The accuracy of likely invariants depends on the extent of normal program behavior exercised during the training period; normal program behavior that violates a likely invariant but is not witnessed during the training period will result in false positives when the invariant is later enforced. Conversely, the presence of attack data or normal program behavior that cannot be distinguished from attack data introduces false negatives because a likely invariant cannot be derived.

A given training period is unlikely to exercise all possible permutations of normal program behavior. However, a training period that is sufficiently broad to avoid false positives is achievable in practice. With respect to false negatives, in a controlled environment it should be possible to ensure that no attack data are included in the training period.

Unlike network based input filtering technology, this technique only needs to account for variations of XSS patterns that will be interpreted directly by browsers, rather than accounting for packet fragmentation attacks or server specific encoding and decoding. The variations that should be considered include: opening tags, closing tags, null characters, JavaScript event handlers, variations of javascript:, CSS (Cascading Style Sheets) import and CSS expression directives. When a new attack pattern is discovered, the system should be updated. One implementation monitors observation points that take string arguments. Methods that output characters or byte arrays may also by analyzed.

Automatic discovery of XSS is often performed at runtime by penetration testing tools. However, these tools are dependent on their ability to effectively crawl the application under test and can have difficulty scanning applications where navigational links and content are controlled dynamically with JavaScript. Static source code analysis tools are effective at discovering XSS vulnerabilities and have the advantage of providing full code coverage, but also have difficulty with dynamically generated content. Therefore, a combination of runtime and static analysis techniques is an effective solution for identifying XSS vulnerabilities.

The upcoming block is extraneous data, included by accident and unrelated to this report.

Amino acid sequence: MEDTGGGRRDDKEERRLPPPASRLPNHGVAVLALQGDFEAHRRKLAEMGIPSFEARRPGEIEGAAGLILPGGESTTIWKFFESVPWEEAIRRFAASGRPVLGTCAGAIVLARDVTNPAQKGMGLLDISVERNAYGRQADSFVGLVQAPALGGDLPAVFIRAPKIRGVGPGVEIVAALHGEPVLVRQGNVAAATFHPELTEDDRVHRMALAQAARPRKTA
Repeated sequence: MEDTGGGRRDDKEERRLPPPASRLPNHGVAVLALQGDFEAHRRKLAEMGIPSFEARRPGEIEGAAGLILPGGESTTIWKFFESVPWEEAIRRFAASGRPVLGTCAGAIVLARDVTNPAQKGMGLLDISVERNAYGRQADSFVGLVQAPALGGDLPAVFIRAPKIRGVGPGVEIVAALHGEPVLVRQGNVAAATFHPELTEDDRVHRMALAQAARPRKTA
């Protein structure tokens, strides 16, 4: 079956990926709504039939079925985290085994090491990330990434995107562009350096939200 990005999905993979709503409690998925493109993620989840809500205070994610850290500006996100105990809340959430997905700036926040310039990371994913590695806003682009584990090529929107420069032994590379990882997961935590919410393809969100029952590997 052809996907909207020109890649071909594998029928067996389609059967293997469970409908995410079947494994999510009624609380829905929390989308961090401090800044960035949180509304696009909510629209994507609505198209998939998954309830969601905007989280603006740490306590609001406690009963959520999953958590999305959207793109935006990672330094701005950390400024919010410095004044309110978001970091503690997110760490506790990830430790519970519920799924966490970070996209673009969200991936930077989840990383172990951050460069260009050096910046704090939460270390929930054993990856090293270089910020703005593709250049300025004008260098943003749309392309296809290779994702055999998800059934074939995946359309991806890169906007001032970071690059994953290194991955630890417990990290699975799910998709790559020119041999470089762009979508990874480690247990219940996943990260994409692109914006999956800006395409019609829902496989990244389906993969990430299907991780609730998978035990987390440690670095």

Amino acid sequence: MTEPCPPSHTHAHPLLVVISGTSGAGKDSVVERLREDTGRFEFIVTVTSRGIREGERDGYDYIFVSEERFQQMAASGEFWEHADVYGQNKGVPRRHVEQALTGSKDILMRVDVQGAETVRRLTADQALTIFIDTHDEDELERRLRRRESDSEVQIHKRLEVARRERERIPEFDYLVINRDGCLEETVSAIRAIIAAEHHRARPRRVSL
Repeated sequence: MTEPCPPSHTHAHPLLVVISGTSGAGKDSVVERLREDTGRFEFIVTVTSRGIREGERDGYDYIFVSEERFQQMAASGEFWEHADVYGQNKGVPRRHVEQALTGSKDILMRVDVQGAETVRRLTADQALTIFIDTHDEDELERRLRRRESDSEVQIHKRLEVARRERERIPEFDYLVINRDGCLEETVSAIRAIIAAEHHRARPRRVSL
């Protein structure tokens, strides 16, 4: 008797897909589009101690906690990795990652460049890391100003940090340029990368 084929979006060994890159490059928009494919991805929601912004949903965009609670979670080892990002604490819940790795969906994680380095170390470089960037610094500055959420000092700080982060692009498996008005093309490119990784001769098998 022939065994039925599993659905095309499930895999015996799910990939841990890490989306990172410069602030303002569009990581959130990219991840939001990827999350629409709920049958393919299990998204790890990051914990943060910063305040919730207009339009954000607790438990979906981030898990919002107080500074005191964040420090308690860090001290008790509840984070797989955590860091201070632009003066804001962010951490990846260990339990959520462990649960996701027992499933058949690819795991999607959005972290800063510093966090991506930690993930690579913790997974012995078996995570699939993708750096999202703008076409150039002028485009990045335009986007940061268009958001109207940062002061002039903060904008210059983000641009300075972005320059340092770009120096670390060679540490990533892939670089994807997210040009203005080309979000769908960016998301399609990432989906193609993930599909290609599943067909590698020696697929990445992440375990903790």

The invariants are akin to a blacklist: they specify particular patterns that should not appear in the output when the program runs. White list invariants may also be used. A white list invariant may be of the form “The argument string always matches the regular expression R”. The white list approach has several advantages. First, white listing is generally known to be better for protection than blacklisting. Second, it might reduce the overhead. It takes much longer for the engine to declare that a regular expression did not match an input string (blacklisting) than it does to find a successful match (white listing).

It is sensible to choose regular expressions that match textual representations of common data types that are inert when rendered by a web browser. For example, there should be regular expressions for integers, email addresses, and phone numbers. A white list mechanism is particularly useful in accurately protecting against XSS vulnerabilities where an application includes attacker-controlled input in existing JavaScript content because none of the usual malicious strings are necessary to cause the code to be executed in this case.

The default java.util.regex with basic optimizations may be used for pattern matching. Single pattern matching algorithms and the multi-pattern matching algorithms may also be used.

In order to make this technique more resilient to evolving program behavior and incomplete training data, it is desirable to derive and update invariants in production. This is challenging because it is difficult to guarantee that the program behavior will be free from attacks. In addition, the performance constraints of a production system are very different from one in a testing environment. Nevertheless, targeting specific behavioral idioms addresses these problems.

The task of modeling normal program behavior is simplified by accurately differentiating user input from application-controlled values in production systems. To this end, dynamic taint propagation techniques may be used. With these capabilities, the techniques of the invention can be used where the data in question are user controlled. This avoids unnecessary effort on data that are under the application's control.